Smalltown Sensation to Global Phenom: (409) Conglomerates Purple’s Constant Growth

Words by Nate Abernethy

Photos by Josh Kamnetz

Purple 409

It’s no secret Purple likes to party. Maybe you’ve bumped into them at local shows and not even known it, they’re often at the front of the crowd having the time of their lives. They’re hot, young and seem to have struck a chord amongst concertgoers globally that causes beers to fly and feet to dance. They’ve been the hometown heroes to small town Beaumont, a local favorite to Austinites I otherwise wouldn’t catch dead actually paying a cover for a show and an out of nowhere charming sensation across the pond; such a sensation in fact that there’s been a definitive shift in Purple’s sound. Originally channeling a refreshing rebel rock streak mashed up with an early Yeah Yeah Yeahs grungy garage rock mentality, I’m an unabashed fan and when “Target” originally premiered I was first in line to catch an earful. Woooaaaahhh there! A track that immediately kicks off with lead vocalist and drummer Hanna Brewer shouting in your face and a guitar blare that kicks hard as it finds its groove. It’s not exactly outside the versatile trio’s wheelhouse but seemed to show an embracement of the harder leaning reception and a commitment to continued growth outside the comfort zone. Somewhere along the line Purple went full punk and the people love it. So how does the new album (409) fare as a whole? After all I still have a soft spot for the older tracks and there’s an impossibly endearing quality to the southern charm and softer-spoken moments. With (409) Purple has proven not only their versatility but also their restlessness, as Brewer puts it, “We get bored real easy”.


Brewer, in non-bored mode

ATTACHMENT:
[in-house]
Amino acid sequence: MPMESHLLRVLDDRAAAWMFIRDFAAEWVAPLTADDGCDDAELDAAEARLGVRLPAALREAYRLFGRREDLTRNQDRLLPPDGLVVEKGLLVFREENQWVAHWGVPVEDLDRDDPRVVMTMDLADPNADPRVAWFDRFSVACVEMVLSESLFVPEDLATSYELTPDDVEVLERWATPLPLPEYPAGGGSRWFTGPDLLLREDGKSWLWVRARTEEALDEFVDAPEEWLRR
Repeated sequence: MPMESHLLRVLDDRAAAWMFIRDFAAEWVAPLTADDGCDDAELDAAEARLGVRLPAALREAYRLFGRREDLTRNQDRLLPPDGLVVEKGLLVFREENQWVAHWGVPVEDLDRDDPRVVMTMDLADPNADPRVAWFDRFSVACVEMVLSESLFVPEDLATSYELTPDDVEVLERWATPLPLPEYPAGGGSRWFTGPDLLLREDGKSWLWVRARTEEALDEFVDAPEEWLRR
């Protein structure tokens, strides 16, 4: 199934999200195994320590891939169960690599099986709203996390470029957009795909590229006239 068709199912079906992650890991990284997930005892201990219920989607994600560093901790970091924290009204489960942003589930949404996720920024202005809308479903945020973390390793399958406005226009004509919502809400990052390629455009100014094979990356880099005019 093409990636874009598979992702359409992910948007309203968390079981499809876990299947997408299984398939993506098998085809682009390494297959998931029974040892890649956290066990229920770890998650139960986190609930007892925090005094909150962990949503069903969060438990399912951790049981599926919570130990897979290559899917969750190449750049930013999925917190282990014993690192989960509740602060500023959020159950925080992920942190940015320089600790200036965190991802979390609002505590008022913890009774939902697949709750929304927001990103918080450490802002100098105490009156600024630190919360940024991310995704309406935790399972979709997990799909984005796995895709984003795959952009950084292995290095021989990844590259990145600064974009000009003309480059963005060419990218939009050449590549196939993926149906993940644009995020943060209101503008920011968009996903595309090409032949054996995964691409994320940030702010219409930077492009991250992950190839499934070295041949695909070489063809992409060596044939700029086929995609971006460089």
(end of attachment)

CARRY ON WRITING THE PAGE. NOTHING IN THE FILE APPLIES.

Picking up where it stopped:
(409) begins with “Wallflower” that lures you in immediately with a taunting and tantalizing waver and a nice clipped effect before the drums fully make their presence known. Its jam packed with Brewer’s handiwork with cymbals dancing around you like a tornado hit a percussion-obsessed orchestra. Drawn out guitar licks and subtle bass rumbles shove Brewer’s initial talk-singing forward, before the song’s deception is revealed. Suddenly her coos turn to roars without warning, “You’re the boy you’re supposed to be chasing me!” she complains while confronting a shy cutie as a positively sick guitar riff and groovy bassline escalate. Brewer is the chick all the boys were (and maybe still are) equally enchanted and terrified by growing up. It’s the perfect intro track: fun, unafraid but holds back, only giving you small tastes of what Purple has hidden up their sleeve. While Brewer is definitely the ringleader, managing to drum like a maniac while also shrieking or purring without hesitation; its the balance between Brewer and guitarist Taylor Busby has always been what has set Purple apart for me. Busby is a through and through raucous rocker that could easily front any band of his choosing. “Double Nickels” serves as smooth segue as the big picture is slowly revealed with some gut crunching guitar zips and throat stutters. Through nonsensical and equally entertaining numbers like “Leche Loco” he screeches and strangulates his strings with the attitude of a guy who has stirred up his fair share of trouble and had the time of his life doing it. Meanwhile Brewer lures you in like a siren with backing vocals that all to quickly dominate and accelerate as glorious fuzz courtesy of Busby’s neon guitars and custom pedals gives way to some truly proper percussion.